15-20 minutes easy jogging, gradually building your speed in the final 5-minutes of the session to be close to the top of Z2.

800m straights and curves. This is where on the straight part of the track you accelerate from easy up to around 5k pace in the final 10m or so of the straight, then jog easy on the curved part of the track. Do this is a continuous run.

400m easy

Main Set

8×400 fast, building your speed in sets of two, with an easy half lap jog recovery between each 400. This is also continuous (no stopping!). Pacing cues:

  • The first 2 should be fast, but not your top speed.
  • The next two, see if you can go 1-2 seconds/400 than you did on the first two.
  • Then in the third set of 2, increase your speed again seeing if you can get another 1-2 seconds faster/400 than you did in the previous two. You should be running near your maximum speed, but still not quite at it.
  • Then in the final 2 go as fast as you can. If you can improve your time another 1-2 seconds, that is perfect. If you cannot, just to the best you can. Experience will help you know how to pace this over time.


Jog 5-10 minutes, very easy

Mental Mastery Focus Cues

The first 2×400 is where you will be working on your Body Awareness. To go fast, but not be at your top-end speed, requires maintaining a relaxed sense about your body even as you run at a pace that you could not maintain for much longer than each of those 400s. Think relaxed shoulders, quick light midfoot strike, ease of arm swing, breathing from the belly with a rhythm that is very much under control. This should have a feeling of “float” to it.

The next 4×400 is primed to work on your Internal Dialogue. The physical demand of the session will be getting your attention in these middle 400s, and you may feel like you can’t execute the session as planned. But you can! The skill here is to shift your internal dialogue away from outcome and occupies it with execution. In this case, focus on how you are pacing each 400. Quickly get up to speed on the first 100, hold that speed for the second 100, then slightly up the speed in the third 100 and then bring it home as best as you can the final 100. Forget about how many more you must complete. Don’t worry about how you will make it through. During high-intensity moments like these 400s, your internal dialogue might be screaming to you to stop or slow down. But all of that becomes background noise when you bring your focus into one point that has nothing to do with actual discomfort or judgement or anticipation. Focusing on pacing gives you one task and quiets your internal dialogue.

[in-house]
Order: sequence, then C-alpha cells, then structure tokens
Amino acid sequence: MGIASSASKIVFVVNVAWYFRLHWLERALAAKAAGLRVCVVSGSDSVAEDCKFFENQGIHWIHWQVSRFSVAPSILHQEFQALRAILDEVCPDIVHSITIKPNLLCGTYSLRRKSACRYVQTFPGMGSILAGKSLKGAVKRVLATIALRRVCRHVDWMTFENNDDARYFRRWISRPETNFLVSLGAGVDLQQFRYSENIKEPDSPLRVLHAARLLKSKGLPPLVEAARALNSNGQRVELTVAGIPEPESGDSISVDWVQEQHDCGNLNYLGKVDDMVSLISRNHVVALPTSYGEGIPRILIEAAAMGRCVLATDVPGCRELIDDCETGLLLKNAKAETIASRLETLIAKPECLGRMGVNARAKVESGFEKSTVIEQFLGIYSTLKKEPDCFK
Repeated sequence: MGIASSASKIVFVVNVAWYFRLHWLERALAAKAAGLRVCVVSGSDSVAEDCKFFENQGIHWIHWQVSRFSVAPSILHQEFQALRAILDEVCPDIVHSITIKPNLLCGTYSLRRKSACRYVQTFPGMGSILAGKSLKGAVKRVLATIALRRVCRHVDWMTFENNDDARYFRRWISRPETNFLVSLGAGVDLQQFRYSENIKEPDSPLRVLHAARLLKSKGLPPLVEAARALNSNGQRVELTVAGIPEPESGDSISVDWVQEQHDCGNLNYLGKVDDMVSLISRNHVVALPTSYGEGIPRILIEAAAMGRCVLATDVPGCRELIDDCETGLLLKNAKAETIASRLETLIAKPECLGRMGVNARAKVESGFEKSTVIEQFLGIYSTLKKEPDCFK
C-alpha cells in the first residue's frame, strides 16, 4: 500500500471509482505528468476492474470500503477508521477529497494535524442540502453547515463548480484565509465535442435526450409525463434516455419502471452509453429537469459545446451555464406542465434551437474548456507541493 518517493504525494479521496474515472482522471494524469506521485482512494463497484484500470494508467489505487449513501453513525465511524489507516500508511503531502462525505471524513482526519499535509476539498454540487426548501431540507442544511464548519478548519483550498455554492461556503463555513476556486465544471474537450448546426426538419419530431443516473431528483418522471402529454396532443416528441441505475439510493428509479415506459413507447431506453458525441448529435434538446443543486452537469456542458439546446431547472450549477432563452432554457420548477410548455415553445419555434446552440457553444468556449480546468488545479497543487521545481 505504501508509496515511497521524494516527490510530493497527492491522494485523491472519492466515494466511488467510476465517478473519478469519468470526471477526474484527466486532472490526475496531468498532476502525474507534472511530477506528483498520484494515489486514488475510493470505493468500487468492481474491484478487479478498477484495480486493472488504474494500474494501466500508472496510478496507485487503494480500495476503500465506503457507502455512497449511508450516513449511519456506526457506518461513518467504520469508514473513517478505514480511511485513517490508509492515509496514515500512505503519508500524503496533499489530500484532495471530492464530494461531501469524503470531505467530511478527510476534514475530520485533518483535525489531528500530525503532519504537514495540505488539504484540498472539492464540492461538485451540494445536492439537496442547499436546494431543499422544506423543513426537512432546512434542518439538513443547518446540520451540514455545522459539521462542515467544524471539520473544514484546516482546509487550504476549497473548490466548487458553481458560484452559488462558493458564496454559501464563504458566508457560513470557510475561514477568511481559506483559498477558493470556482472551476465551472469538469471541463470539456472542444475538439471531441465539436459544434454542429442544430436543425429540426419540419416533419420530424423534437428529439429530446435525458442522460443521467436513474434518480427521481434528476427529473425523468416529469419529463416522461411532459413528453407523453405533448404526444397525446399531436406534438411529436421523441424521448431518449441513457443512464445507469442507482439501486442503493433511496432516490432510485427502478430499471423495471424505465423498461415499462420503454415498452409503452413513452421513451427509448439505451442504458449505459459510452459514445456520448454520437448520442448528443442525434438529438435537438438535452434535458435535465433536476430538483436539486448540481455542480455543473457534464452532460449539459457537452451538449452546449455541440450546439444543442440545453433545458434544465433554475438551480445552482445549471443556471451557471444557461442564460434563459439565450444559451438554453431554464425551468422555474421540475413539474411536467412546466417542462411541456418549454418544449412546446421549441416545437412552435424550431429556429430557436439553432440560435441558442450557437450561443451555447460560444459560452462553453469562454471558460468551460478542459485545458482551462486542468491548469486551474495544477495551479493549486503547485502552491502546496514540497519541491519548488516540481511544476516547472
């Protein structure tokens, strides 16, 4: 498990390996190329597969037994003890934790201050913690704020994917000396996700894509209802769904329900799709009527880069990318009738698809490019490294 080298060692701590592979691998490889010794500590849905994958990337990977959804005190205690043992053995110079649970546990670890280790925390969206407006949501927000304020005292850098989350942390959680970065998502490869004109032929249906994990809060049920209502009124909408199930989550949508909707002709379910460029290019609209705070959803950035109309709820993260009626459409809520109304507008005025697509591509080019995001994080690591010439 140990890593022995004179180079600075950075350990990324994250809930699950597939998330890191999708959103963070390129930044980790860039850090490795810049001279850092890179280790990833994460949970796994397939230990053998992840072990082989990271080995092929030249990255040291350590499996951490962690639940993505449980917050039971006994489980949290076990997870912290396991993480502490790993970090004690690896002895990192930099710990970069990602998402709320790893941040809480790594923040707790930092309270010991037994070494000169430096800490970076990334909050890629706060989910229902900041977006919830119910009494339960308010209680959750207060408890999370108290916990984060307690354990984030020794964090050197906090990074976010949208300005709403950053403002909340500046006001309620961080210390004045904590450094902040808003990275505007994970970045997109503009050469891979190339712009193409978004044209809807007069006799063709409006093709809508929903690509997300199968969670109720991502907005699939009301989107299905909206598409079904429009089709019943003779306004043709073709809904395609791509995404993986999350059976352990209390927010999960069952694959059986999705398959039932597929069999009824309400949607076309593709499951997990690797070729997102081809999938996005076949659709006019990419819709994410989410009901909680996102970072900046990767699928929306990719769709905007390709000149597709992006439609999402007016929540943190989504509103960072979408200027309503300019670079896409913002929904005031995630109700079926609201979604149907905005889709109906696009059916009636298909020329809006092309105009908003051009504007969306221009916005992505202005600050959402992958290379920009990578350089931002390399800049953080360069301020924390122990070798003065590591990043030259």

This is the champion’s mindset, where your internal dialogue is focused on one specific aspect of execution rather than having an internal dialogue that is worrying about outcome.

The final 2×400 now becomes your Race Prep pillar opportunity. To navigate these final two intervals successfully and get your maximum speed out of them, shift into race mode mindset. That is a mindset that says yes, this is tough, but it is also not something you are going to have to do all the time. It’s a special chance to really test yourself. And it took doing the first 6x400s to get you to the point where you can now get the benefits out of these final two. Bring everything together you have learned in these final two 400’s. Fast, but relaxed. Controlled breathing even though you are at your limit. Remember: Execution over outcome. Rise up and get it done today, because race day is also about rising and getting it done. This is your Race Prep. Practice doing it now. Then you’ll own that ability on the days that count most.

I hope you have enjoyed the Mental Mastery series. If you missed any of them, you can always go back to the full series and do these workouts as you need. Keep the three pillars in mind as you do your workouts. They are Body AwarenessInternal Dialogue and Race Prep. Use them to enhance your training sessions. Some workouts will require more of one than the others. Some will beg you to use all three at the same time in the tougher parts of a big session.When put together, they will bring you a champion’s mindset and enable you to get the most fulfilling experience from the sport and the most empowerment from what you are able to accomplish.

See you at the races!

More Mental Mastery Workouts from Mark Allen